Archive for December, 2014

Consumer DACS vs audio interface

Posted: December 17, 2014 in Audio

Denon provides a really nice DAC, the DA-300USB ($399). As it also features digital inputs we can feed it with the digital ouput of an audio interface (or even digital output on a mac mini with using the right plug adapter).

There are also other cheaper DACs :

These remain interesting compared to highly priced Apogee audio interface (if we don’t need AD inputs nor pre-amps). However Apogee audio devices provide very low latency, which we have to compare to these USB DACs.

We can also find cheap DIY as digital amplifiers (have to be connected directly to cabs) :

AKG K702 review

Posted: December 17, 2014 in Audio

Before buying the AKG K702 I initially looked towards the Denon AH-D340, that received high reviews for a low price (EUR 100). The cheap plastic (and too thin) cans kept me back from it. Also I couldn’t make it stay right upon my head. I didn’t have good device available in store to try it (only a provided ipod nano with bad mp3 recordings) however it sounded somewhat mudded compared a Philips Fidelio X1 (that was also priced more, EUR 250). I also listening to classical music through more standard (non portable) headphones, AKGK240MKII and 270, Grado, and notably an Audiotechnica ATH-AD500X that looked nice, fitted right and provided more full/open sound.

I ended buying the ATH (EUR 150). It sounded wonderfull on U2’s new album, as if I had jumped decades of audio technical innovation. The soundstage was amazing, each plane clearly distinct (on older tracks I also discovered previously non listenable whole instruments). The dynamic range was huge, somewhat too much (voice came front very stronger in chorus). Bass definition was impressive. However the guitars sounded recessed and not as nice as with my older AKG 240M (classic model). Also when playing Roland FP-7F piano mids and highs seemed to have disappeared, and strings samples lacked their appealing and motion. Finally the impedance was too low, leading to very limited range in level setting (was either too low or too high – unsuable through a computer audio output).

I then thought about high end AKG models, that also provide extended bass range (what I was looking to) compared to base K240. They were acclaimed for their mids and high signature, wich the K702 did (was availble priced EUR 209 – initially $400). In fact the emphasis on these frequencies is sometimes too high, leading to slight distorsion/clipping on some tracks (the lead guitar at the end of U2’s second track). Also there was some agressive lips sounds with womens singers. Overall the guitars and voice shine. What was unexpected is the impressive response in very low end, the drums kick is very present and detailed, the best experience ever (better than with the Audiotechnica, despite the later’s frequency range specification going as low as 5Hz – K702 low range limit is 10Hz). The upper bass however (typically bass sound) is however recessed compared to the Audiotechnica (that is less precise however covers a larger mid-low range).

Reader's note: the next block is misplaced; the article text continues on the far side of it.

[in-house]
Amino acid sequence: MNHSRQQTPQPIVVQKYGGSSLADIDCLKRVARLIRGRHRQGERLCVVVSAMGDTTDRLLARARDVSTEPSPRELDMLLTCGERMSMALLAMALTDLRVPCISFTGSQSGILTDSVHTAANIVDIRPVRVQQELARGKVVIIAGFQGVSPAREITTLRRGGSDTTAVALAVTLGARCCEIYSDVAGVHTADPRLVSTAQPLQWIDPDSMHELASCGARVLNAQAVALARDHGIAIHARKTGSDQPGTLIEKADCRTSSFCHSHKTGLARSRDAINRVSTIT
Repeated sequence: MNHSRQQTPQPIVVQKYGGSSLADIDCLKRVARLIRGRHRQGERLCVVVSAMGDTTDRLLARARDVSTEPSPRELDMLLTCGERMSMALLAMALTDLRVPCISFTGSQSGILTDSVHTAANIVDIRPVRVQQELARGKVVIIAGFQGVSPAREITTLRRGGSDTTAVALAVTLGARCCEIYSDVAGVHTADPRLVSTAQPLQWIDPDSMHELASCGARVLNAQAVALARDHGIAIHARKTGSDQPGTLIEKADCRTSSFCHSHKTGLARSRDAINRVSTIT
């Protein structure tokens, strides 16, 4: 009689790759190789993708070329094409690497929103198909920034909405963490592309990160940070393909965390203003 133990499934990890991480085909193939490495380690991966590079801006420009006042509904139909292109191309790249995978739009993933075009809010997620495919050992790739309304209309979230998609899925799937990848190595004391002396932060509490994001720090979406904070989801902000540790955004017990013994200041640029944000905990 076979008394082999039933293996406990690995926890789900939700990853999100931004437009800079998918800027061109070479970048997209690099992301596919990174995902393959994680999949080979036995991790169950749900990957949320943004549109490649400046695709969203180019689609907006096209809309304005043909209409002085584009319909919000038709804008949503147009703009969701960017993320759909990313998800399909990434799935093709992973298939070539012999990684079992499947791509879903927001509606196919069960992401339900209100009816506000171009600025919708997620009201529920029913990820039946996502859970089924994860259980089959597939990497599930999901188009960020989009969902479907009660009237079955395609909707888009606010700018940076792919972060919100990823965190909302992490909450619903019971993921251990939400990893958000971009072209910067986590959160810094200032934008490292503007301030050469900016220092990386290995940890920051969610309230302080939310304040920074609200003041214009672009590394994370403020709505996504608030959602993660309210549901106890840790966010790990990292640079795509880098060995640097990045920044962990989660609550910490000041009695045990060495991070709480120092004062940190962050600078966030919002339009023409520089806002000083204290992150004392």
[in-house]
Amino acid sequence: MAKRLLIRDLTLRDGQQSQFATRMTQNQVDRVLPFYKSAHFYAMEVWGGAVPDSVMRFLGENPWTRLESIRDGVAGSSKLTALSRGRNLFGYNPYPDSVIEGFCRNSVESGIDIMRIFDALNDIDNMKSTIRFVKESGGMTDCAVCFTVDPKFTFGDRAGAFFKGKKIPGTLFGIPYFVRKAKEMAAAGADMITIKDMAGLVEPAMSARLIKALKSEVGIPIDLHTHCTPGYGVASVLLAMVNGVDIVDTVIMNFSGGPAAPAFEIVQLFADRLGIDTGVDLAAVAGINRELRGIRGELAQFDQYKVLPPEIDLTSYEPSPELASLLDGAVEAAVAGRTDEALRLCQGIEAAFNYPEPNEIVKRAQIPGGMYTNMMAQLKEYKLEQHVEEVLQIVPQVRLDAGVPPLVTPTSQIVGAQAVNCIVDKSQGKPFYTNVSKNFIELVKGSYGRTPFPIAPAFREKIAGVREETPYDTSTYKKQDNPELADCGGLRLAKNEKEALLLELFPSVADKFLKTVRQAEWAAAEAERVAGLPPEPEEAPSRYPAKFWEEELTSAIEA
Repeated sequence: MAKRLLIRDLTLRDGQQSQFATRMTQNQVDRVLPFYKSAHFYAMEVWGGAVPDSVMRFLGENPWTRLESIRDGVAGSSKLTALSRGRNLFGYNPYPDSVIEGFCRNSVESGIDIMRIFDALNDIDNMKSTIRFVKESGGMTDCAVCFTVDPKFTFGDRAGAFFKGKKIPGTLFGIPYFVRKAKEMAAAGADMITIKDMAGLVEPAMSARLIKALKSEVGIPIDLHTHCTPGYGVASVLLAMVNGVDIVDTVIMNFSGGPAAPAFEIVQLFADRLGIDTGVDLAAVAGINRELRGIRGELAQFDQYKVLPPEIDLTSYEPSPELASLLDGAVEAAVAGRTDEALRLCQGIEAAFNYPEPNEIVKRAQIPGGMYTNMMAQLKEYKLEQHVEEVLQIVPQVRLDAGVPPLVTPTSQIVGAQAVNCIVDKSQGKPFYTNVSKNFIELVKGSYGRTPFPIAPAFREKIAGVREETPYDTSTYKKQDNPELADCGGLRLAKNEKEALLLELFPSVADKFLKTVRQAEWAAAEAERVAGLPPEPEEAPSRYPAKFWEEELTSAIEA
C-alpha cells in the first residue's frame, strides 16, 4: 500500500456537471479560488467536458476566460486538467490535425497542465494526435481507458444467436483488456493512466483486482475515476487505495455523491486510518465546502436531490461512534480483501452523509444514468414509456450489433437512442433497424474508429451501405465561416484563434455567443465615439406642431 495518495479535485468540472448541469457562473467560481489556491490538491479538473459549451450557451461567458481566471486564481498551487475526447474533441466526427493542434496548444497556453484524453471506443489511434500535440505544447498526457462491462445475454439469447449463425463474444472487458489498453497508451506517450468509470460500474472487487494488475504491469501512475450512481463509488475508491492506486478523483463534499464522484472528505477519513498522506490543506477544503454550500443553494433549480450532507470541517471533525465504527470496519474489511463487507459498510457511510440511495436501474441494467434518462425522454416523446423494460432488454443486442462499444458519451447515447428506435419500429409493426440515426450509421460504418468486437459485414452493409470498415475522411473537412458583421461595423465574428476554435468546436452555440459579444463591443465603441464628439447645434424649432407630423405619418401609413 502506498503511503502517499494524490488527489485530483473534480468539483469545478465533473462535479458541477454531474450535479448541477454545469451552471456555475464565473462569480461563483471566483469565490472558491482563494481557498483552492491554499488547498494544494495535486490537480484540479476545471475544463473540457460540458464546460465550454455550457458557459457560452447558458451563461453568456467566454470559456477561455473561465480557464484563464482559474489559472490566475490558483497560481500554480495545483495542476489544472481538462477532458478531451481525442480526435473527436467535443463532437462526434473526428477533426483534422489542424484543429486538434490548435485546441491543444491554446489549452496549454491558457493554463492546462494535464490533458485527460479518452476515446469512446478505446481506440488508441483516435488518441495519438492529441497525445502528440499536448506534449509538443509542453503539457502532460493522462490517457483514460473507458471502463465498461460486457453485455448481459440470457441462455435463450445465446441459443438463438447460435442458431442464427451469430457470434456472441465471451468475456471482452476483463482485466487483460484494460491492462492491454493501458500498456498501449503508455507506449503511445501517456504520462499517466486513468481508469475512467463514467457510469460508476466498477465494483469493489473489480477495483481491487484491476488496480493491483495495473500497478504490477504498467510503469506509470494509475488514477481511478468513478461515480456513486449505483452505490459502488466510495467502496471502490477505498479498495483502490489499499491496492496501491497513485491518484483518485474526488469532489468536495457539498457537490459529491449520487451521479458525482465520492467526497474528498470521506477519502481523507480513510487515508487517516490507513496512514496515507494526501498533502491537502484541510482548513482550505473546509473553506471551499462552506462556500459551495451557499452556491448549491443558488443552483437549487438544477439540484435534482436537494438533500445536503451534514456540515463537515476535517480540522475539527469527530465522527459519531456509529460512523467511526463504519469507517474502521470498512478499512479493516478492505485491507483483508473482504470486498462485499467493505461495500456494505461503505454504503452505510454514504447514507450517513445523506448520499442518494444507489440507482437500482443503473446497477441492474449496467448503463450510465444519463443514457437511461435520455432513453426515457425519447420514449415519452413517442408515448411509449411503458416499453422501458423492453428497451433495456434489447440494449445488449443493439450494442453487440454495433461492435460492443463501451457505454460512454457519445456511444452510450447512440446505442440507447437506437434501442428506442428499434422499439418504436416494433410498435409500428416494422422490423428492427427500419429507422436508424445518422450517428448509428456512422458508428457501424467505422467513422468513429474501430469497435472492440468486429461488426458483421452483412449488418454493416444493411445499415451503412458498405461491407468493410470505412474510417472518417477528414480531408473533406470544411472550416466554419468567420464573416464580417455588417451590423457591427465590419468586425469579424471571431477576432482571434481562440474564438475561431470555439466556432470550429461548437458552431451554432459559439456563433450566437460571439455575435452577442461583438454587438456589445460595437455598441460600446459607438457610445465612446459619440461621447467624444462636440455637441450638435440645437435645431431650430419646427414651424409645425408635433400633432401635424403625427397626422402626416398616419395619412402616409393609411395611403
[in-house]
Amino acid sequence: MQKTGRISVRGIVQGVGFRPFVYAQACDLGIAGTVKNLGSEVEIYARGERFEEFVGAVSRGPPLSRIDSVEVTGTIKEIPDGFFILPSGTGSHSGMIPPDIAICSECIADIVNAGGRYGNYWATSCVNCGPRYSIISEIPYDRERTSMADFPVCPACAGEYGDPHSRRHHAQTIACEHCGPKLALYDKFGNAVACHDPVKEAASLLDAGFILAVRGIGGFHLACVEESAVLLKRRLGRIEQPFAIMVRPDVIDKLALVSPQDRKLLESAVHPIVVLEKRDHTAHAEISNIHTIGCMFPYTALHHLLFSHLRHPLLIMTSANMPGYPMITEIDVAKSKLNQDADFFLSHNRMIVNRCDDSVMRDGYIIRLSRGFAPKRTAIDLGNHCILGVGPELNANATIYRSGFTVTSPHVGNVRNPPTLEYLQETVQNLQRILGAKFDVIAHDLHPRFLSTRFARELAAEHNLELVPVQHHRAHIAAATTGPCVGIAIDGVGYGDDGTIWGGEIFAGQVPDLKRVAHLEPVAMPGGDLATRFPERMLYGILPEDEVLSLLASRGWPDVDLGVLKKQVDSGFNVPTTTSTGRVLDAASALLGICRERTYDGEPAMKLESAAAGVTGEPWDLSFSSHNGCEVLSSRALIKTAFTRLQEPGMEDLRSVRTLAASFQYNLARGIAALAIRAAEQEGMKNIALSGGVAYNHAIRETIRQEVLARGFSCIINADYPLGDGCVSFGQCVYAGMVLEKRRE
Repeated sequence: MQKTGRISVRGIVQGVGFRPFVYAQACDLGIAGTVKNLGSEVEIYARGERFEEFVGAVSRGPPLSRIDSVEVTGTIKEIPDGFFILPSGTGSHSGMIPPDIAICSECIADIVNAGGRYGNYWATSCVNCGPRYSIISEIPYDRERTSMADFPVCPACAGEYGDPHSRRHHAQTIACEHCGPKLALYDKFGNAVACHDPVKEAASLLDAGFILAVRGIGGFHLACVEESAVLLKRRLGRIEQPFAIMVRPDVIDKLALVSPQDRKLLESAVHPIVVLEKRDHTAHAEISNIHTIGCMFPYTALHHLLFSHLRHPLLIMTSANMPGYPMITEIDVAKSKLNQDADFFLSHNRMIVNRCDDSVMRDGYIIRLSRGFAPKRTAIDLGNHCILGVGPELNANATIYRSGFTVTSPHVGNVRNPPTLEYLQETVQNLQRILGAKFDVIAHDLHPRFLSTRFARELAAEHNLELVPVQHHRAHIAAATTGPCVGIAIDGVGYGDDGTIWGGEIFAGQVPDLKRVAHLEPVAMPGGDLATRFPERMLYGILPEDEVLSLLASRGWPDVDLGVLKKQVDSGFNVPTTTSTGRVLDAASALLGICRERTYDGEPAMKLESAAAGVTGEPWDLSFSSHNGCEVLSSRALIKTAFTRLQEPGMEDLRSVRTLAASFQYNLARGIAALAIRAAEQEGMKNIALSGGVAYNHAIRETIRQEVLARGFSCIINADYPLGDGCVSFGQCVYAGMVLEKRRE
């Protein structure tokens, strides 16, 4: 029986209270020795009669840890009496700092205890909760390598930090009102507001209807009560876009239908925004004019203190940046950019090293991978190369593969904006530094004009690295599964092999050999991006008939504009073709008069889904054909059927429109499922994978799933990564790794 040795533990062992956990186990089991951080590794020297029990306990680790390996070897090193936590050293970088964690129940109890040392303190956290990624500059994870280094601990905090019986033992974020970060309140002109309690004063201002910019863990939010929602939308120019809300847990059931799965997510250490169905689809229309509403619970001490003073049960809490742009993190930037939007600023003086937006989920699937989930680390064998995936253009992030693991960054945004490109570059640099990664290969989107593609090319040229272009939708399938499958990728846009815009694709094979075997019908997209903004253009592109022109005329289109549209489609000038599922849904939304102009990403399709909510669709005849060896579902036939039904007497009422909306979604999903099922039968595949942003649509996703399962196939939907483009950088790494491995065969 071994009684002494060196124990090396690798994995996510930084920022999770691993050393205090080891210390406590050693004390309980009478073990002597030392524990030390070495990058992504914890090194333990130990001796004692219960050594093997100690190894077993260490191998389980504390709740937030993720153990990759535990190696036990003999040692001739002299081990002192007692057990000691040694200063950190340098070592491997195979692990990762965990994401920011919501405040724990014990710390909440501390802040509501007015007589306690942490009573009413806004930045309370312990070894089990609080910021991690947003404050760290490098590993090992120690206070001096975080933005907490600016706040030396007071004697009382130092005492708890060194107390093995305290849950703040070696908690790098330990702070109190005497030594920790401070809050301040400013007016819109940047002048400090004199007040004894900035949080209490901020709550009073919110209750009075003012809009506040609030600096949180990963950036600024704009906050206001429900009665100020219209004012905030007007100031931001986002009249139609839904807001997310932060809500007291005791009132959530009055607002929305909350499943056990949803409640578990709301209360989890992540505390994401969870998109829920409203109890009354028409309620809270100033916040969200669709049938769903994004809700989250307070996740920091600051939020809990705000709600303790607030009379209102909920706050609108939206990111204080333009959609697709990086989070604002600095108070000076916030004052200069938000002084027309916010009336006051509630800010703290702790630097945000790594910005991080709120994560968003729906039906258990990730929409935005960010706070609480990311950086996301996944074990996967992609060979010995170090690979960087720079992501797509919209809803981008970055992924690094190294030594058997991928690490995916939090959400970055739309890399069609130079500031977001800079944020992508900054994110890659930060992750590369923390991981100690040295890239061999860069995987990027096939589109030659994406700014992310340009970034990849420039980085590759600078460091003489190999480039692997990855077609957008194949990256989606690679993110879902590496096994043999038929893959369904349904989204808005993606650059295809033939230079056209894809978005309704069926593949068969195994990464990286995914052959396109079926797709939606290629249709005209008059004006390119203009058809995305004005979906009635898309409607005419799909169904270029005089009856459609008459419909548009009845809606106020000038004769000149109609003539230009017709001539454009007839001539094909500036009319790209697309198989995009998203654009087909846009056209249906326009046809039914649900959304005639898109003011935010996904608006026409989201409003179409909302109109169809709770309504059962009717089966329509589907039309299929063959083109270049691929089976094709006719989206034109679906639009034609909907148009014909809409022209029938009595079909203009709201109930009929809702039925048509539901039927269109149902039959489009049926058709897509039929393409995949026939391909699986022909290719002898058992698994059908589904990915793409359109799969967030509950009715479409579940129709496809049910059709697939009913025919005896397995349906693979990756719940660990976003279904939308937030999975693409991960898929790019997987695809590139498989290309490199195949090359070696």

Many state that the ALK needs long time (one or two hundreds of hours) to lower the harshness sounding in mid/high range and provide most dynamic in low end. In fact it depends much from music you listen. The K720 really shine on strong rock (3 Doors downs, U2) and metal, and also on Jazz/Ballad (really impressive Katie Melua and Katie Rose with these cans). The drums, guitars, voices and backed strings are amazing. Also the open design lead to impressive soundstage (listening to movies or playing games is also a great new experience with it). Be aware however that you will hear ambiant sounds as if you didn’t wear these cans (compared to the mid-closed AKG240).